From the cradle of Stokowskian Scheherazades, that luxuriant Philadelphian hot house, comes a welcome reissue of Ormandy’s 1962 traversal. Accorded the usual rather trenchant and unsophisticated CBS sound of the day the performance still ascends vertiginously to amongst the foremost performances in the catalogue through virtues of sonority, structural acuity, solo excellence and sheer varnished finesse. Leader Anshel Brusilow had a few good opportunities to shine, almost all of them with Ormandy – specialists will know his recording of Yardumian’s Concerto, as well as Heldenleben, the Bartók Portraits and Quattro Stagioni amongst others. His fast vibrato, sweet tone and seamless elegance are treasurable components of a recording of many such moments. Yes, that harp in The Sea and Sinbad’s Ship is miked so closely you can hear each string quiver in Philadelphia’s Town Hall acoustic; and the trumpets’ braying is perhaps rather too abrasive for sensitively blended ears, though undeniably exciting. Ormandy’s control however is instructive. He can create tension without artificiality and can drive a movement forward without sacrificing detail. In The Story of the Kalander Prince it’s of some considerable interest to hear him arrest the rhythm at 5’30 and to hear the drastic diminuendo before the movement's concluding peroration. Some might object to a sense of theatricality but not me. Gravity and lightness coalesce in The young Prince and the Young Princess – and how acutely the harmonic implications of the movement are laid bare at 5’00 et seq. Sharp rhythmic delineation, chattering woodwind and staunch orchestral management lead to a triumphant ending, and a performance of genuine stature.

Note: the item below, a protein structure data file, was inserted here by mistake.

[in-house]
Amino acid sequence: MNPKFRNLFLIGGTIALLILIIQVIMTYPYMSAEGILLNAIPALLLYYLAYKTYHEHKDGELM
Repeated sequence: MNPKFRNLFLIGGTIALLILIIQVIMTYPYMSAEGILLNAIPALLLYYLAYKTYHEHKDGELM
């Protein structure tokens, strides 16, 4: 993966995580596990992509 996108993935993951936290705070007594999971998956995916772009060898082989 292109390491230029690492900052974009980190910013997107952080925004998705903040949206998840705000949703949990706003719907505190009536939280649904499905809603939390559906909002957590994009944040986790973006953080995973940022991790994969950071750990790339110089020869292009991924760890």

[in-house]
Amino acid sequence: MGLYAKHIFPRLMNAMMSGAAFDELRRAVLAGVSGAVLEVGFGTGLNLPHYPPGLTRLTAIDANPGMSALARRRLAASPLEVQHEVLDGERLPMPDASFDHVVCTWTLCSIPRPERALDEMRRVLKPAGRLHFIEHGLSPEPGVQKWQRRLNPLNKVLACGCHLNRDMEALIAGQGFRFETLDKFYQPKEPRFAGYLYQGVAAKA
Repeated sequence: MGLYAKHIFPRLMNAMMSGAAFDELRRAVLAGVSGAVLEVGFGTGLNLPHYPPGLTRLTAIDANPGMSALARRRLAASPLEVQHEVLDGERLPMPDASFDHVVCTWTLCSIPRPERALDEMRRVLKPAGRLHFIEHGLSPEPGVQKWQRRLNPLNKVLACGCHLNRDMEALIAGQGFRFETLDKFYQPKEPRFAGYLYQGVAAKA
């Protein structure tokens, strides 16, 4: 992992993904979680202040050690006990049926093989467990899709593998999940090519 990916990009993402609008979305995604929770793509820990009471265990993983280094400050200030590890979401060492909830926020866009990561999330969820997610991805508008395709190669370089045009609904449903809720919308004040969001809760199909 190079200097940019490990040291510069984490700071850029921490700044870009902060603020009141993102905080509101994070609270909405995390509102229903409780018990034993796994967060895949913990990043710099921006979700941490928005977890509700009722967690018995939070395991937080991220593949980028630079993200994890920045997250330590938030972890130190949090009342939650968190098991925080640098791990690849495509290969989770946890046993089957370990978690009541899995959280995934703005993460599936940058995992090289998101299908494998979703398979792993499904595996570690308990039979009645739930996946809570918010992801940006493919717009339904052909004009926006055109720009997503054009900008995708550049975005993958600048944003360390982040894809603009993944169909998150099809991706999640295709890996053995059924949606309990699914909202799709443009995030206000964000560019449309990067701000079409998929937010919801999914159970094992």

I always enjoy hearing the Russian Easter Festival
Overture in this luxurious performance.
Mussoursgky wasn’t the only Russian composer fundamentally to influence
Janácek – here is the Slavic seedbed that must have influenced the declamatory
trumpet writing, as well as the sense of rhythmic elasticity and suspension
in the Sinfonietta for one. The recording was made in 1959 in
the Broadwood Hotel in Philadelphia and still sounds spaciously assertive.
To complete the pleasures of this self-recommending disc comes the Capriccio
espagnol from 1965. Colour, vivacity, nobility - a beautifully sustained
Variazioni – mark out the expected delights, Brusilow again reappearing
to notable effect, especially in the filigree and jaunty Alborada
and in the trenchancies of the Scena e canto gitano. A splendid
disc in every way. The Scheherazade is a strong front-runner and though
not quite in the league of my benchmark Kletzki performance it, like
all the performances here, is brimful of vivacity and engulfing generosity.